Working in an archive can include many things.  Appraisal, for example, is an important function that involves deciding which records to keep and which ones don’t fit within the archive’s mandate.

Th Whistler Museum and Archive’s mandate is to collect, preserve and interpret the natural and human history of mountain life, emphasizing Whistler.  This mandate gives us a broad scope around what to acquire or keep to accurately represent the town’s rich heritage.

The Whistler Museum and Archives cookbook committee, April 1997: Janet Love-Morrison, Florence Petersen (founder of the Whistler Museum and Archives Society), Darlyne Christian and Caroline Cluer.

There is also arrangement and description – this consists of arranging records in structures that represent them best and makes it easy for researchers to review them.

A third function is preservation, which is an important part of archival work.  It consists of activities like putting records in protective files, being aware of temperature and humidity levels, and hoping that the shadow you just saw scurrying under the shelf wasn’t a silverfish!  (Museum collections are very susceptible to pest damage.)

Artifacts are photographed from all angles and described in detail before being prepared for storage or display.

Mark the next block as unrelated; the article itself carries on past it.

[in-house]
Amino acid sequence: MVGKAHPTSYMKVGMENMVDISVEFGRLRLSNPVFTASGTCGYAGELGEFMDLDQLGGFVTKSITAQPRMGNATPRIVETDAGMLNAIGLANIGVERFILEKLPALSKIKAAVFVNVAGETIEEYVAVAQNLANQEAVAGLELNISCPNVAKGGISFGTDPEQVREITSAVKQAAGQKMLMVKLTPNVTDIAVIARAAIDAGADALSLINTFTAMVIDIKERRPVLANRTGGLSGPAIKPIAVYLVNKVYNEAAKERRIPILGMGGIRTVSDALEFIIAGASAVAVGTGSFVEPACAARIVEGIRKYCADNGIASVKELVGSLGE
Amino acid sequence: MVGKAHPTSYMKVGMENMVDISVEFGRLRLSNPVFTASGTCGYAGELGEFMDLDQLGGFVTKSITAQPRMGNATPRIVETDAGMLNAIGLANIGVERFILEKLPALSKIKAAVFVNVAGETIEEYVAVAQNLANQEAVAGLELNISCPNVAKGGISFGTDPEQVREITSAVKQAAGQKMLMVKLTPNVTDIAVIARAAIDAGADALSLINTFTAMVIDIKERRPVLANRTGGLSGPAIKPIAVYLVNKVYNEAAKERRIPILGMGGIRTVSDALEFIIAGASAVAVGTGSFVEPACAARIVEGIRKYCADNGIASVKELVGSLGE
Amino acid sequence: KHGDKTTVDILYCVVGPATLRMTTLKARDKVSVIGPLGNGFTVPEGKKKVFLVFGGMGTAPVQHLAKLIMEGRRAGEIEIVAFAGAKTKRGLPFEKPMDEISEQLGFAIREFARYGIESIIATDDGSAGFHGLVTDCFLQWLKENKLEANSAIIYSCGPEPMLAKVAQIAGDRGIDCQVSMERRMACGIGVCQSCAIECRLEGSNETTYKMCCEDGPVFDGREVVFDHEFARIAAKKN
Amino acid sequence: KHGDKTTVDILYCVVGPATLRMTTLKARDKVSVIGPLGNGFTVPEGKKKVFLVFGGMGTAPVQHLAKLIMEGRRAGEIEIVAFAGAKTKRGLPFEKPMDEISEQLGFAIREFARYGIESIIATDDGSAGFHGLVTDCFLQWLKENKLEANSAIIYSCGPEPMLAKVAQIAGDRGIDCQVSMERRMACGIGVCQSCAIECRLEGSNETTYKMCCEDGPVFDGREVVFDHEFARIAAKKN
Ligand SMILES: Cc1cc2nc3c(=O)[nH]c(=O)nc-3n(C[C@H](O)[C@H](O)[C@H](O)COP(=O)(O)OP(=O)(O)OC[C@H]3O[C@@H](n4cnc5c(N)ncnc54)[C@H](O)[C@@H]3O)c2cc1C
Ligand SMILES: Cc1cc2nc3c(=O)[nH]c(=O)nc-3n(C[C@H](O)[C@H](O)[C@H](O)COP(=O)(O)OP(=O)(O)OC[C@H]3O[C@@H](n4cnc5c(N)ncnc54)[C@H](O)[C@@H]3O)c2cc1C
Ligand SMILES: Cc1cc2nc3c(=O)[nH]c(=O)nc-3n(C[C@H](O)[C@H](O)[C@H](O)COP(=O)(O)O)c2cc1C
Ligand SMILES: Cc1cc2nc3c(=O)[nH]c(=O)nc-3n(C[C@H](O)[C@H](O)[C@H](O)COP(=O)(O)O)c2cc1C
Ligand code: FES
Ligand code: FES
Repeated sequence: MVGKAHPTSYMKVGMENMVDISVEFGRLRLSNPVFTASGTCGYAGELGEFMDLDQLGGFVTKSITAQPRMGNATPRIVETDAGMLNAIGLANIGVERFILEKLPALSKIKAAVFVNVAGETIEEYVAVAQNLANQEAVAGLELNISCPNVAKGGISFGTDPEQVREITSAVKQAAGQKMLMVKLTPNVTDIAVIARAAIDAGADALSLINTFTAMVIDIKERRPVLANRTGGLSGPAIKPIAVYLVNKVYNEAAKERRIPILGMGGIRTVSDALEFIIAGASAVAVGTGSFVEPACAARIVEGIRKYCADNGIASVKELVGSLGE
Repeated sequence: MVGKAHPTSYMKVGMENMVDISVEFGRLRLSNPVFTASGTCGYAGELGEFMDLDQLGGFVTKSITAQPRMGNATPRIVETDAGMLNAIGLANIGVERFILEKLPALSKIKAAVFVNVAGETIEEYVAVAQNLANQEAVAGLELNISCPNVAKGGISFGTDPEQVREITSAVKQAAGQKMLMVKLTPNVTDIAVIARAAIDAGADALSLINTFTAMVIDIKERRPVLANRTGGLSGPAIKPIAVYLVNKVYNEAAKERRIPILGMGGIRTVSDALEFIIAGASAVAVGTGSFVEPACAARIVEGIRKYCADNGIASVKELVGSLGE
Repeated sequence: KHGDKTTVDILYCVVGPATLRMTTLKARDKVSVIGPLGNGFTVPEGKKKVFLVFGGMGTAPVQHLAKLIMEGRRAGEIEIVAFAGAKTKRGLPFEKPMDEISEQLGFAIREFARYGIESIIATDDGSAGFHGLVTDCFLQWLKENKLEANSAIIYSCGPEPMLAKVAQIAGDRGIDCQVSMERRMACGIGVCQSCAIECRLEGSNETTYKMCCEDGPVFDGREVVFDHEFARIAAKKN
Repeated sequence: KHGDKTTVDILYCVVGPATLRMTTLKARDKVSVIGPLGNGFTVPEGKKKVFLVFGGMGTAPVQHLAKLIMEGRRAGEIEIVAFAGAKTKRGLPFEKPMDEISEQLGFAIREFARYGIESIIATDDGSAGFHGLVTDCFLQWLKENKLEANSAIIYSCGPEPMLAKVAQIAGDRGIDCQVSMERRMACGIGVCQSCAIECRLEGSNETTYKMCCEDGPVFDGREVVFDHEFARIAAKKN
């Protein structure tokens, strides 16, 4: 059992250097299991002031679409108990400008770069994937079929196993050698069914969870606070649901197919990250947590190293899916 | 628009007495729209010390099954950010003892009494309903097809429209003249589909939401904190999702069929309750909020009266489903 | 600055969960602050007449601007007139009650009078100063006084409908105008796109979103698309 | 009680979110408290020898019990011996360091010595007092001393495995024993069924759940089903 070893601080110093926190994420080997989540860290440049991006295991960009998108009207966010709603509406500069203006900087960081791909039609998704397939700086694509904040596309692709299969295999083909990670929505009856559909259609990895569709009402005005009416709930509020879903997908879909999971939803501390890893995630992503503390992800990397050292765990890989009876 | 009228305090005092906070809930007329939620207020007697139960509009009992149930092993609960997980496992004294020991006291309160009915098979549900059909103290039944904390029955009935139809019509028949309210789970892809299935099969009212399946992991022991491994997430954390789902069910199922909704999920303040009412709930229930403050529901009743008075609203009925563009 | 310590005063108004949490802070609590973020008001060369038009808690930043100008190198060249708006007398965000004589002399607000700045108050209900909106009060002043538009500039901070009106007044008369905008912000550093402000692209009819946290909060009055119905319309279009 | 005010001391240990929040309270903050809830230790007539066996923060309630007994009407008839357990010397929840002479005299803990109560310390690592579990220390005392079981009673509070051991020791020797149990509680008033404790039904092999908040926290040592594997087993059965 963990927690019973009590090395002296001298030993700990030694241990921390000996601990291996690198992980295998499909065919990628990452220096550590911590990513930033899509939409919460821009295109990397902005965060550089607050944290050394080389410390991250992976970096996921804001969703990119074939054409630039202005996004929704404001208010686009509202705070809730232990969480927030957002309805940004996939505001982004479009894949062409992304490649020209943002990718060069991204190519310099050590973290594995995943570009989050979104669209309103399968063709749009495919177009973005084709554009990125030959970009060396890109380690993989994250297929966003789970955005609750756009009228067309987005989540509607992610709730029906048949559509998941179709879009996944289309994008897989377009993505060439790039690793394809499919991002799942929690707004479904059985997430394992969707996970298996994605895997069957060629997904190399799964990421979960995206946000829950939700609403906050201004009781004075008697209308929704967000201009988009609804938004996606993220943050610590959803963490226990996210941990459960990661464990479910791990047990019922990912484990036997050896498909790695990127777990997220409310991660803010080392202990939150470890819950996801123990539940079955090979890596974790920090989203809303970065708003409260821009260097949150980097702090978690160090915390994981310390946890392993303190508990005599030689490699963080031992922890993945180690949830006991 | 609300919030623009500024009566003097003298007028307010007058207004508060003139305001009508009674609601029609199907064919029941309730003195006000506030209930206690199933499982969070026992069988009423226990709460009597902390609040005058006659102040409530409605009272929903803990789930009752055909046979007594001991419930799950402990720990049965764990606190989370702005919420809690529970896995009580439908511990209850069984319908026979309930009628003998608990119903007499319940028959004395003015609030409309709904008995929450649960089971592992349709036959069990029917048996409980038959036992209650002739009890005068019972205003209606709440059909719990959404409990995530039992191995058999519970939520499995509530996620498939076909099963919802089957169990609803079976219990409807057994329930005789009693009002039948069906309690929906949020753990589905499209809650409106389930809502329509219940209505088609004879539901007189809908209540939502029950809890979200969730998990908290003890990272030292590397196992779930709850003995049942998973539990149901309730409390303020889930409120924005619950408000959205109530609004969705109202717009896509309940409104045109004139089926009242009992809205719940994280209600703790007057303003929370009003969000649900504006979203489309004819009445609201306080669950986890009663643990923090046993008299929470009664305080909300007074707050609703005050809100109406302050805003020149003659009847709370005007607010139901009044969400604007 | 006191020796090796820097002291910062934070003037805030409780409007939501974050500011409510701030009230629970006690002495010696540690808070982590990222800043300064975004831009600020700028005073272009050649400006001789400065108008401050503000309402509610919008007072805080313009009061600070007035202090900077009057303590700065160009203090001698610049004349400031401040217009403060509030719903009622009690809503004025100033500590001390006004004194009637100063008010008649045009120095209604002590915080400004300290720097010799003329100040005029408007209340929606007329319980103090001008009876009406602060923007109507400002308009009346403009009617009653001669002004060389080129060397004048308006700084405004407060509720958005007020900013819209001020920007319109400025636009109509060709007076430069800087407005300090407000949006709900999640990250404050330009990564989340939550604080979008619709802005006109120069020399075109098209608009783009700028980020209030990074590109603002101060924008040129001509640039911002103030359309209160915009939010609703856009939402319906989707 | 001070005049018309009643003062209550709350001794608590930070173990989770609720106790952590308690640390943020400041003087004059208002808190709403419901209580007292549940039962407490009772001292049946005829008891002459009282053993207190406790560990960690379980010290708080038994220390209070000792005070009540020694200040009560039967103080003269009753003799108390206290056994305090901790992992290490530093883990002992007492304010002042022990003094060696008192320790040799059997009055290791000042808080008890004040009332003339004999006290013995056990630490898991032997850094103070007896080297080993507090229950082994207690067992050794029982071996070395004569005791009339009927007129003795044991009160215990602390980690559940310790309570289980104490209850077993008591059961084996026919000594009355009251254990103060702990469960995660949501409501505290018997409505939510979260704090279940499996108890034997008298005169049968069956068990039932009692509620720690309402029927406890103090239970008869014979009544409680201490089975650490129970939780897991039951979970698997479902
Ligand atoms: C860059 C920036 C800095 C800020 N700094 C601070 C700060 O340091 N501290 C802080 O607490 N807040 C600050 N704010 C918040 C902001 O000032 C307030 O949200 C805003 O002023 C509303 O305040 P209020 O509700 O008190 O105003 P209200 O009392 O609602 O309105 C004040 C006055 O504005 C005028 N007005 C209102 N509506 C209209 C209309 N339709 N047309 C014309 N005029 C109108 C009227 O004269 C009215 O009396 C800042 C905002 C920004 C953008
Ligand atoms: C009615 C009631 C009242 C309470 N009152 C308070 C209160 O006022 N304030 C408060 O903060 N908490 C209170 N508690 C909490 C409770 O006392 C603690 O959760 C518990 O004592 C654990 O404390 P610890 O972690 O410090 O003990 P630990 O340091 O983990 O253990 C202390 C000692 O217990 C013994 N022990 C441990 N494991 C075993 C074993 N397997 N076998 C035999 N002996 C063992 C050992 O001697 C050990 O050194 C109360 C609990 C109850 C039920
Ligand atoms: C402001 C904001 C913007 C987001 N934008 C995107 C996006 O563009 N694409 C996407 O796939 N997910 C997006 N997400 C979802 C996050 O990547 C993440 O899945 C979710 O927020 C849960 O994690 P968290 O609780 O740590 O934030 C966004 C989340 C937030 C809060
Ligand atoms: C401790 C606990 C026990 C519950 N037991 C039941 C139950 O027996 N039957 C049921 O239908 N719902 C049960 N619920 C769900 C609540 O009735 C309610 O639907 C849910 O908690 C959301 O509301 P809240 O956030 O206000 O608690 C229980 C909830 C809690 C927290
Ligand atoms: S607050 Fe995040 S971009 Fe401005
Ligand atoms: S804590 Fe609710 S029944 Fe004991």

We also digitize materials, both to preserve them and to make them available to a wider audience.  In addition, we help researchers find the records they need.

The archives are open to the public by appointment; staff will have materials available to you when you arrive and be happy to assist with your research needs.

In a society, archives preserve history and aim to be as accurate and representative as possible about the community they represent.  In a town like Whistler, archives contribute to building a solid foundation of civic pride in our shared heritage.  They show us how far we have come from the Rainbow Lodge days, the monumental effort that brought the Olympic and Paralympic Games to Whistler in 2010, and generally instill a sense of pride in the tireless individuals who brought to life the Whistler we all know and love.